The Compromise of 1850

The Compromise of 1850 - Scott's claim, was...

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The Compromise of 1850 The territory that the United States acquired at the end of the Mexican War raised the issue of the  extension of slavery again. After considerable debate, Congress approved a series of laws known  collectively as the  Compromise of 1850,  which admitted California as a free state, ended the slave  trade in the District of Columbia, and organized the New Mexico and Utah territories with no  restrictions on slavery. The South won a fugitive slave law that made harboring an escaped slave a  federal crime.  The Dred Scott decision In the 1857 Dred Scott decision, the Supreme Court ruled that slaves must remain slaves even  though they reside in a free state. Chief Justice Roger B. Taney stated that African Americans were  never meant to be included in the term  citizen  in the Constitution and, therefore, had no rights under  the Constitution. Further, Taney declared that the Missouri Compromise, which was the basis for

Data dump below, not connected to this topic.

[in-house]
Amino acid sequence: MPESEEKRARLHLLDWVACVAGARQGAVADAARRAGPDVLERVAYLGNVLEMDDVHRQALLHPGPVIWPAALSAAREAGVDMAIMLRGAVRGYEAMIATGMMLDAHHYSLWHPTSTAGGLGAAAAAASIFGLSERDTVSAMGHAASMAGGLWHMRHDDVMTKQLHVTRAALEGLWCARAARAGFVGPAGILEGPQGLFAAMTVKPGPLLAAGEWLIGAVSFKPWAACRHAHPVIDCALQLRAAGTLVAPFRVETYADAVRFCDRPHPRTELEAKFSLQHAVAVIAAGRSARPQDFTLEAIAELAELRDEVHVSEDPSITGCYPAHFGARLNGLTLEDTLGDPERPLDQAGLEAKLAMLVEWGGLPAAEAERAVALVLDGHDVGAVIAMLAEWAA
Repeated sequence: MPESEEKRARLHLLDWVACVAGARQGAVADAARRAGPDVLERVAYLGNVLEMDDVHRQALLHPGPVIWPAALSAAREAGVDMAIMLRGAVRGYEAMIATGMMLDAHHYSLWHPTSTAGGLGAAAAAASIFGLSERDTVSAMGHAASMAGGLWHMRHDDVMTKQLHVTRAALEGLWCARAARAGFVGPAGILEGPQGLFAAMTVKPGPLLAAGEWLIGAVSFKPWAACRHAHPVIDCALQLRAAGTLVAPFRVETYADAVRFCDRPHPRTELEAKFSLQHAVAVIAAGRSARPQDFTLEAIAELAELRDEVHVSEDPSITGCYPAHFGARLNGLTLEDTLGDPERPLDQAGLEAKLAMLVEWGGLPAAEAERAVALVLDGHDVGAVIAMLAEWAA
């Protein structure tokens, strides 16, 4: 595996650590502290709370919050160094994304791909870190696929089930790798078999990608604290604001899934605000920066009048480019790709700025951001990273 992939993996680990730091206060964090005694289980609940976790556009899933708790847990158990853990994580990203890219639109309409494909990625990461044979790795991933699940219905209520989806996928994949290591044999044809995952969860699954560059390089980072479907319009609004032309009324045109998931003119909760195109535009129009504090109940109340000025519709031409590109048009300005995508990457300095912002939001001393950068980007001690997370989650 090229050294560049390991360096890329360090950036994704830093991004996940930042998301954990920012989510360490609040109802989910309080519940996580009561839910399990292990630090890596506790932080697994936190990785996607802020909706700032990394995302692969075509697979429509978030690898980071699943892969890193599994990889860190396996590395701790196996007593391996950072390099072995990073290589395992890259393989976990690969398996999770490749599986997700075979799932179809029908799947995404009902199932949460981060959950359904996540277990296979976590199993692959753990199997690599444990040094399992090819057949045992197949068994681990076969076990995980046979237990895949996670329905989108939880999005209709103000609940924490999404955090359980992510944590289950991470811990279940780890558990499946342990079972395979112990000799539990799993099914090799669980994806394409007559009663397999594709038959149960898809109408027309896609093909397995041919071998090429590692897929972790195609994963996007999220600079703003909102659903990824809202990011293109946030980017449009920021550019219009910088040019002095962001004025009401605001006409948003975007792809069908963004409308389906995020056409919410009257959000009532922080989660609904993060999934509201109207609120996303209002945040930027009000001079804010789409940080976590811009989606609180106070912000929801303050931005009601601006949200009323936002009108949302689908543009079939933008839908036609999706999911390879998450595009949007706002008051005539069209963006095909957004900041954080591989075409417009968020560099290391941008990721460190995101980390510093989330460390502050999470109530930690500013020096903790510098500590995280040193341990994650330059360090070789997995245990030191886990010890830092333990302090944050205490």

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Unformatted text preview: Scott's claim, was unconstitutional because it denied slave owners their property rights. The Emancipation Proclamation and the abolition of slavery The Civil War (1861-1865) began as a test of whether states could withdraw from the Union, but the goals of the North soon broadened to include abolishing slavery. On January 1, 1863, President Abraham Lincoln, using his war powers as commander in chief, issued the Emancipation Proclamation that freed the slaves in the rebel-held areas of the country. Technically, the proclamation did not free the slaves, but it had that effect, as thousands of slaves left Southern plantations. Slavery as an institution was not abolished until the end of the war with the ratification of the Thirteenth Amendment (1865), which the Southern states were required to accept as a condition for readmission to the Union....
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